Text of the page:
Paid Freelance Writing as an Author’s Additional Income

Many authors earn additional income from paid freelance writing, which has the added benefit of getting additional exposure for the author with the publication’s readers.Paid Freelance Writing as an Author's Additional Income Getting paid to write for publications is a whole different ballgame from writing free articles and distributing them to print and online publications purely for exposure. In order to get paid for your articles, you have to build on your experience and get the attention of editors. Print publications have pay ranges from $.25 per word up to $2 or more per word, depending on the distribution size of the publication. The top glossy magazines pay much higher rates than local newspapers and hometown magazines.

Start Small

It’s not easy to break in to the large magazines that you see at the checkout stands in your grocery store. Most contributors for premium publications have many years of professional freelancing experience. However, you can work your way up to major publications if that is your goal, or you can choose to stick with writing for small and mid-size publications.

In chapter 7 I covered how to write for smaller publications by contributing article reprints or providing first rights. Once you have a few of those under your belt, you will officially have “clips,” which is an industry term for samples of your work. Bigger publications will want to see these.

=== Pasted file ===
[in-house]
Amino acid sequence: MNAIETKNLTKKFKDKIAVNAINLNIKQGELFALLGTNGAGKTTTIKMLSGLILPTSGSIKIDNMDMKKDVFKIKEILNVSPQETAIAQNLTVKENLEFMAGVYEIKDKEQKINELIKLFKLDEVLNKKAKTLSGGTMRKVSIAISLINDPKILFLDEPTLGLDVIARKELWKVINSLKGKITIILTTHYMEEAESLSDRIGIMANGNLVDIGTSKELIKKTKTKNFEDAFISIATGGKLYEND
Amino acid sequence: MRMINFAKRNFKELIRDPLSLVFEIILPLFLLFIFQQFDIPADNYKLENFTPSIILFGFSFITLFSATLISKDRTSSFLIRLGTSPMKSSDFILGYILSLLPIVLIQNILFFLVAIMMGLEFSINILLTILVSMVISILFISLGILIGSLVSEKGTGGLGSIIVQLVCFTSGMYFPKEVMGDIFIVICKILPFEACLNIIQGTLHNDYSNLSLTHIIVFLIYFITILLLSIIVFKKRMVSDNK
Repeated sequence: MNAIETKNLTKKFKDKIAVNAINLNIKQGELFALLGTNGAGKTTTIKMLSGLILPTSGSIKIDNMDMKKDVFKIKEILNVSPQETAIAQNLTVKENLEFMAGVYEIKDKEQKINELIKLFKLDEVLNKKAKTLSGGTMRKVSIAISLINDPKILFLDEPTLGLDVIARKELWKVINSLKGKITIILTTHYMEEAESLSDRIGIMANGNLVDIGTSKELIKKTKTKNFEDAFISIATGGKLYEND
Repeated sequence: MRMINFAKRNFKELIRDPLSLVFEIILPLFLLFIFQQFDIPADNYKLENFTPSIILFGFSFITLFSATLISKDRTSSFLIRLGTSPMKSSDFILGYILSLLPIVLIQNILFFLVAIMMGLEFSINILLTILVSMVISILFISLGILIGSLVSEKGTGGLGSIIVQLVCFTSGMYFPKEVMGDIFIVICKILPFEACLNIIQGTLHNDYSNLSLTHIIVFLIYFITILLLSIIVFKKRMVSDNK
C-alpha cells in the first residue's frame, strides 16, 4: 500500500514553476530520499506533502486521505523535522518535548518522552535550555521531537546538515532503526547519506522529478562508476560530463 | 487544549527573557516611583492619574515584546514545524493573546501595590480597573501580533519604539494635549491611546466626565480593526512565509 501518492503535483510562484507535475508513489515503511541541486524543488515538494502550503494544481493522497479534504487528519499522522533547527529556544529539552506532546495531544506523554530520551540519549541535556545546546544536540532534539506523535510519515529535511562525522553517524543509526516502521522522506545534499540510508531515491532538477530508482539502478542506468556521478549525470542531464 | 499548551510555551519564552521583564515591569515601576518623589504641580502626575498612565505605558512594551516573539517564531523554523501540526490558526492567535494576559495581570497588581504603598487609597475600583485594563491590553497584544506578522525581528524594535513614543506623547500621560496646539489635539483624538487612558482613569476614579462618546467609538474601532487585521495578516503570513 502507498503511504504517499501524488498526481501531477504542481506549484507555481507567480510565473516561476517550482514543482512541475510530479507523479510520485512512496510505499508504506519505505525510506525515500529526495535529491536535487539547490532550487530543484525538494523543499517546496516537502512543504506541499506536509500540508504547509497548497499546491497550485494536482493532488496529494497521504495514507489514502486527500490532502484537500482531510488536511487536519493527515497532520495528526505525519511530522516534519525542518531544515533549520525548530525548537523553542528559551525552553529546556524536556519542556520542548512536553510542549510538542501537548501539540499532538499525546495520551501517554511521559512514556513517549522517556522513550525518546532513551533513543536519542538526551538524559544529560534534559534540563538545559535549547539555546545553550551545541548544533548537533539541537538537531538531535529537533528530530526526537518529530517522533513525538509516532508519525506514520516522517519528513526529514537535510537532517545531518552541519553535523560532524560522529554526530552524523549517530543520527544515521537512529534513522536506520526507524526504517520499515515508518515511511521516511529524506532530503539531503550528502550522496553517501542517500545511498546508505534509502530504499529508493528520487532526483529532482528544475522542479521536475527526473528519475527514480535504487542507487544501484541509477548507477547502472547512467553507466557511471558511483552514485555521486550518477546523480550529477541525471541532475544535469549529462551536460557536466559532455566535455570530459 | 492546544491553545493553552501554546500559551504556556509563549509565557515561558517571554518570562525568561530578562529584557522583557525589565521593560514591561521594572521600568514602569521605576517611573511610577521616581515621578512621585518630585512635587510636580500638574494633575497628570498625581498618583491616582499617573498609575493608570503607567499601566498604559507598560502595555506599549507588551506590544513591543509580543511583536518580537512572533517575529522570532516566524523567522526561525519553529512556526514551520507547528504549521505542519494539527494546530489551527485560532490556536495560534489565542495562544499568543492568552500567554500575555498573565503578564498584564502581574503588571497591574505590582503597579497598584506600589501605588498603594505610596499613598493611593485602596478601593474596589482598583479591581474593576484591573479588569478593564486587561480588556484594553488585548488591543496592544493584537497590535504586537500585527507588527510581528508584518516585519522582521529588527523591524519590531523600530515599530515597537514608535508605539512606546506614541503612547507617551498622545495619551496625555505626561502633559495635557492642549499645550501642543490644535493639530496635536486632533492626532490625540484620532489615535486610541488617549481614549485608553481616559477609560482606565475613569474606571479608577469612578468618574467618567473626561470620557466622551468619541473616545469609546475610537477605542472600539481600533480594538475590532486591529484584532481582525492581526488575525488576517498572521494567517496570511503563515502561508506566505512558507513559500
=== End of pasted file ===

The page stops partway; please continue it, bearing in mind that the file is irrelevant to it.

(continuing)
Write a Query

When it comes to writing for larger publications, the standard cost of admission is a query letter to the editor. A good query opens with a proposed story idea. That means you need to pitch something relevant for the publication’s audience. It should briefly explain the angle you will take with the story, followed by why you are the best person to write the story. Here’s a brief example of a pitch to a wedding industry business magazine:

Dear <editor name>,

Pinterest has quickly become the third largest social media site and I would like to write an article for <publication name> called “Pinterest Profits! How Wedding Professionals Can Turn Pins into Dollars.” This article will explore how wedding professionals are leveraging Pinterest to increase website traffic and gain more customers. I will interview three sources who I have already identified and write a 1200-word article with concrete tips and solutions for your readers.

I am an author of <book title> and I have written articles for <list publications here or leave this line out if no experience just yet>. You can view some of my previous work here: <links to your articles from smaller industry publications>. I appreciate your consideration and would welcome the opportunity to work with you.

Sincerely,

Annie Author

A query should be brief, compelling (great title), timely (related to a hot trend or tied-in with an upcoming event or holiday), and should clearly appeal to the publication’s target audience. To locate editors, look for an email address in the masthead or via the publication’s website. Another great source for locating editorial contacts is Writer’s Market, a paid directory: http://writersmarket.com.

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